Initiating a dialogue . . . is to ‘transform a certain kind of silence into speech’ (Merleau-Ponty 1962, p. 184). Once the other person accepts the invitation to engage in the dialogue, his life situation is temporarily transformed. The two participants leave behind them whatever were their preoccupations at the moment when silence was transformed into speech. From that moment on, they become inhabitants of a partly shared social world, established and continuously modified by their acts of communication
(Rommetveit 1974, p. 23).
We view Rommetveit’s integration of conceptions like perspectival relativity and meaning potentials into a social-cognitive theory of language and communication as a unique contribution to present-day psycholinguistic theory integrating disciplines and scientific traditions
(Hagtvet and Wold 2003, p. 194).
The following article presents basic concepts and methods of Ragnar Rommetveit’s (born 1924) hermeneutic-dialogical approach to everyday spoken dialogue with a focus on both shared consciousness and linguistically mediated meaning. He developed this approach originally in his engagement of mainstream linguistic and psycholinguistic research of the 1960s and 1970s. He criticized this research tradition for its individualistic orientation and its adherence to experimental methodology which did not allow the engagement of interactively established meaning and understanding in everyday spoken dialogue. As a social psychologist influenced by phenomenological philosophy, Rommetveit opted for an alternative conceptualization of such dialogue as a contextualized, partially private world, temporarily co-established by interlocutors on the basis of shared consciousness. He argued that everyday spoken dialogue should be investigated from within, i.e., from the perspectives of the interlocutors and from a psychology of the second person. Hence, he developed his approach with an emphasis on intersubjectivity, perspectivity and perspectival relativity, meaning potential of utterances, and epistemic responsibility of interlocutors. In his methods, he limited himself for the most part to casuistic analyses, i.e., logical analyses of fictitious examples to argue for the plausibility of his approach. After many years of experimental research on language, he pursued his phenomenologically oriented research on dialogue in English-language publications from the late 1980s up to 2003. During that period, he engaged psycholinguistic research on spoken dialogue carried out by Anglo-American colleagues only occasionally. Although his work remained unfinished and open to development, it provides both a challenging alternative and supplement to current Anglo-American research on spoken dialogue and some overlap therewith.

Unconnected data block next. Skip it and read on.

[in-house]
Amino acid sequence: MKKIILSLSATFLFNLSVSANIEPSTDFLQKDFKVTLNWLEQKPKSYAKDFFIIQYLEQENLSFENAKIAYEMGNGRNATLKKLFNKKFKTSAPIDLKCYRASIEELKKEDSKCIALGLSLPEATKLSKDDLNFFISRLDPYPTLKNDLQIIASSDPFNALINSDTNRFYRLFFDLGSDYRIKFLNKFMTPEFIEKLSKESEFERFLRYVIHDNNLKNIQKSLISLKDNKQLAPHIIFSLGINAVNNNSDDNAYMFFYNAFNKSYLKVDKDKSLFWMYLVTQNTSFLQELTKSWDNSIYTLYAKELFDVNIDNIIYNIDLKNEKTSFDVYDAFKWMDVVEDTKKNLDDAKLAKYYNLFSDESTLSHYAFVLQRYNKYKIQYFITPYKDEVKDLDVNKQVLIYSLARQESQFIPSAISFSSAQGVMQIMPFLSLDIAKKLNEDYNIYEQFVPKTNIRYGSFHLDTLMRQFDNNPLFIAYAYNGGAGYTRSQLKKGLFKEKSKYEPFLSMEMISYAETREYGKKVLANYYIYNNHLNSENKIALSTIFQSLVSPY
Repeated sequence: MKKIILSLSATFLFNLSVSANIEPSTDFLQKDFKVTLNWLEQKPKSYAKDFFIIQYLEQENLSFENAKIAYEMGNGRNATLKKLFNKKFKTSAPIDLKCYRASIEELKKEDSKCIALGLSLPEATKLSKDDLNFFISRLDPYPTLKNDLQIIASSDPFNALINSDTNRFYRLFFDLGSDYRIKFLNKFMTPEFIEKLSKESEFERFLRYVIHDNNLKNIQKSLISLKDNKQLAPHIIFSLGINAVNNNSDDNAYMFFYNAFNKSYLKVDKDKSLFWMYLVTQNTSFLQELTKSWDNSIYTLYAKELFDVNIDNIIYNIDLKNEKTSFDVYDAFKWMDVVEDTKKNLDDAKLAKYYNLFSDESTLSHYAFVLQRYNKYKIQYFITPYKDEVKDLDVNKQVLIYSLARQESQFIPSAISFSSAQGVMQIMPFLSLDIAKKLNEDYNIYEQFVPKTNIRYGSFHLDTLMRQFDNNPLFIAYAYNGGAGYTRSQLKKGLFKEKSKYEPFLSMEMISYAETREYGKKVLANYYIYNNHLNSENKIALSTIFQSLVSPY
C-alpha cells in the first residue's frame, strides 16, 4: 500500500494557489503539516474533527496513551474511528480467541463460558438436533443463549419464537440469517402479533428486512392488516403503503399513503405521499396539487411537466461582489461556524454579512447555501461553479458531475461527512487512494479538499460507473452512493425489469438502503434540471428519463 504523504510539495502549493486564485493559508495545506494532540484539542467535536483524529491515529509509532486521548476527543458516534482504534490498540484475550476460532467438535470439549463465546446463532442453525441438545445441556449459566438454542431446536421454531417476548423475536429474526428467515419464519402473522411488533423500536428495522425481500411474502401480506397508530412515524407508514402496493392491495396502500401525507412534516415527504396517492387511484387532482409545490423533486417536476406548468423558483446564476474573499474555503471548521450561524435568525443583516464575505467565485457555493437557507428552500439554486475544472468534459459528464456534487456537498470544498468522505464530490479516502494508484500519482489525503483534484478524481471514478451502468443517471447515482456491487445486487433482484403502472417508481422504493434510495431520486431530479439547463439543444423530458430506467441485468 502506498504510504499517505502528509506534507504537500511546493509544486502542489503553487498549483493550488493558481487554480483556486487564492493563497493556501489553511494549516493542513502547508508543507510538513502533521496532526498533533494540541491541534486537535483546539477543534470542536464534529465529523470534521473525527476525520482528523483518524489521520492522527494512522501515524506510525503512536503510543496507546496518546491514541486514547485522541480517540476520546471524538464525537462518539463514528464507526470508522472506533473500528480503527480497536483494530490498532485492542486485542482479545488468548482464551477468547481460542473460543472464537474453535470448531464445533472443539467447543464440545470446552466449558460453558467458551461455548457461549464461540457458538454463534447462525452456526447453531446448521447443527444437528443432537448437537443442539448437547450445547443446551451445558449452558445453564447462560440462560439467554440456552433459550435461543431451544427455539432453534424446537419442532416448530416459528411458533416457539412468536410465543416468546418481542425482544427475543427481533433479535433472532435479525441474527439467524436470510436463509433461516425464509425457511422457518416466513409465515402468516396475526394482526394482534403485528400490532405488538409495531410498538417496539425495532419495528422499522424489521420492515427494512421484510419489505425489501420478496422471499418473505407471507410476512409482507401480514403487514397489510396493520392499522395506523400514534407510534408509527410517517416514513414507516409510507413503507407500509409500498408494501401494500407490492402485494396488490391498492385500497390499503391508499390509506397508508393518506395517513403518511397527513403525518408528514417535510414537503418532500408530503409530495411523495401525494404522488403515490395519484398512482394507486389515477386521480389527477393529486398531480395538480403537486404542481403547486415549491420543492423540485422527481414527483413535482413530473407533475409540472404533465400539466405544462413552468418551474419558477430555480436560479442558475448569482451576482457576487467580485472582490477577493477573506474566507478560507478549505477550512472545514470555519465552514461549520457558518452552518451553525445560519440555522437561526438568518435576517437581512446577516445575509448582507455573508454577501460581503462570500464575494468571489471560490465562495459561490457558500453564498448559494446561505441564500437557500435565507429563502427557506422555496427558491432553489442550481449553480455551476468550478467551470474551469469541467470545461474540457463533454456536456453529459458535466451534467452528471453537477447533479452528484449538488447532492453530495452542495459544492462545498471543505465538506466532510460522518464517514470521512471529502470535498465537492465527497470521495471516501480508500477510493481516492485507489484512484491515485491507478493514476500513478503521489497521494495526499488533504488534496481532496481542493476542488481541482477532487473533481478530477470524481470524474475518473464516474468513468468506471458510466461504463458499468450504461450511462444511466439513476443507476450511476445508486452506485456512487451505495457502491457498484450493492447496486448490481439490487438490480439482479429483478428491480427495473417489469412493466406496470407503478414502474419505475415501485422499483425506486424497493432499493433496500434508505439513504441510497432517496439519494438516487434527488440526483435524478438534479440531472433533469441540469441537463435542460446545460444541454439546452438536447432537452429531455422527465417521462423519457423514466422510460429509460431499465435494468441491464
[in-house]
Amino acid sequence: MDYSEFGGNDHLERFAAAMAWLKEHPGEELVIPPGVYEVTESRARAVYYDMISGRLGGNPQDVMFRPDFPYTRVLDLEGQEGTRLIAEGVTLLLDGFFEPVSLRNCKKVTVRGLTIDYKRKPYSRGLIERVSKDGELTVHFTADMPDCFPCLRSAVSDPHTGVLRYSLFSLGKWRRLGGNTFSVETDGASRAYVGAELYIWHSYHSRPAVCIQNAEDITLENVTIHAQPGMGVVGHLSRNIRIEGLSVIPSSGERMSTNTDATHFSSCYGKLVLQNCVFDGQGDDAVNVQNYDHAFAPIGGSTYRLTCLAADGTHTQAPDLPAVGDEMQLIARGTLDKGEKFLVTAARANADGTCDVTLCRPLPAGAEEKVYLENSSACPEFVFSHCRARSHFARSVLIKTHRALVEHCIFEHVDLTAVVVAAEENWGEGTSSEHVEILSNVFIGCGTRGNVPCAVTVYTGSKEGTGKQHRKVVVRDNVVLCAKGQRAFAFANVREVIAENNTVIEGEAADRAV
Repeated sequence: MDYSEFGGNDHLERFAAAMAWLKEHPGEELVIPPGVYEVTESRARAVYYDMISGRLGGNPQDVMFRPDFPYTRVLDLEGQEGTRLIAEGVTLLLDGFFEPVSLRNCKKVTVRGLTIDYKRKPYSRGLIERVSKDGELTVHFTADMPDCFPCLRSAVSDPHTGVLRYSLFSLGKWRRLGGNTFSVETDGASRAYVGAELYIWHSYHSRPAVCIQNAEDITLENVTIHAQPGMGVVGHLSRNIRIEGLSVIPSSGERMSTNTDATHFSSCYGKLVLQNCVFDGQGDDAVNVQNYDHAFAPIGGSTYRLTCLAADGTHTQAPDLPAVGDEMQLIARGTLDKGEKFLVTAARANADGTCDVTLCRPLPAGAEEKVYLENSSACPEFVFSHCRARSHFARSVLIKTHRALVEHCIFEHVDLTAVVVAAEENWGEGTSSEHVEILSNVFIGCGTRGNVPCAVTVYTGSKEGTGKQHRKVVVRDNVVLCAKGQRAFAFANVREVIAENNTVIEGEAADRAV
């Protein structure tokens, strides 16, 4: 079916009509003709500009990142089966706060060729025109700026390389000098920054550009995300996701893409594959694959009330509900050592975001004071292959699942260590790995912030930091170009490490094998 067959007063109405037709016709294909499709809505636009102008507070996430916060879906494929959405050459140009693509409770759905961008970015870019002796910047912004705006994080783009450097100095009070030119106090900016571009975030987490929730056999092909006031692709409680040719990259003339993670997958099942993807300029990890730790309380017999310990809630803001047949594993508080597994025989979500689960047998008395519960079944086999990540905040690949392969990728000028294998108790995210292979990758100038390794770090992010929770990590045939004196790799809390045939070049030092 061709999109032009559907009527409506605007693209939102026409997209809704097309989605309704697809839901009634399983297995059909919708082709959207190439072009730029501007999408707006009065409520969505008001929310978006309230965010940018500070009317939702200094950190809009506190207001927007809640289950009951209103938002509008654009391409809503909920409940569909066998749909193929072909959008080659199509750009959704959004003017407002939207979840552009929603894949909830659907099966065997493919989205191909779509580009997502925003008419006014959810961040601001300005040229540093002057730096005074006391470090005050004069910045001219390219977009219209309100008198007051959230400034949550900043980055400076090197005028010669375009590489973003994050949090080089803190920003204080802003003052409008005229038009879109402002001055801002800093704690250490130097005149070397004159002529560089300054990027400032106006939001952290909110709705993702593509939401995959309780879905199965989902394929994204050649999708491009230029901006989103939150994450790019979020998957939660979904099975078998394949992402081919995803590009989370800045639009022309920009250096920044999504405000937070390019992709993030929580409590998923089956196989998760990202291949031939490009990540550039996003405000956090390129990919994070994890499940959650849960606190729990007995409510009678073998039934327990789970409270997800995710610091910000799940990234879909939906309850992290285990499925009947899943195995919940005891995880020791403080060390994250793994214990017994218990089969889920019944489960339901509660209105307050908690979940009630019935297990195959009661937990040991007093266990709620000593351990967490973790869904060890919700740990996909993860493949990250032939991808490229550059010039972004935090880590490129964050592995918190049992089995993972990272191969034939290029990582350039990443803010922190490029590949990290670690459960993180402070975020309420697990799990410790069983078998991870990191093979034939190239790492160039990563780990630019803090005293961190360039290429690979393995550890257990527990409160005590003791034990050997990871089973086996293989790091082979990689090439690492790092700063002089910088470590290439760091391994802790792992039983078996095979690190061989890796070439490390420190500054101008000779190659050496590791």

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We wish to dedicate the following article to the memory of Robert W. Rieber, a good friend, wise editor, and loyal colleague. We also wish to express our special thanks to the anonymous reviewer of this article who has provided critical commentary and worthwhile suggestions for its improvement.
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Kowal, S., O’Connell, D.C. Ragnar Rommetveit’s Approach to Everyday Spoken Dialogue from Within. J Psycholinguist Res 45, 423–446 (2016). https://doi.org/10.1007/s10936-015-9404-0
- Spontaneous spoken dialogue
- Meaning potential
- Epistemic responsibility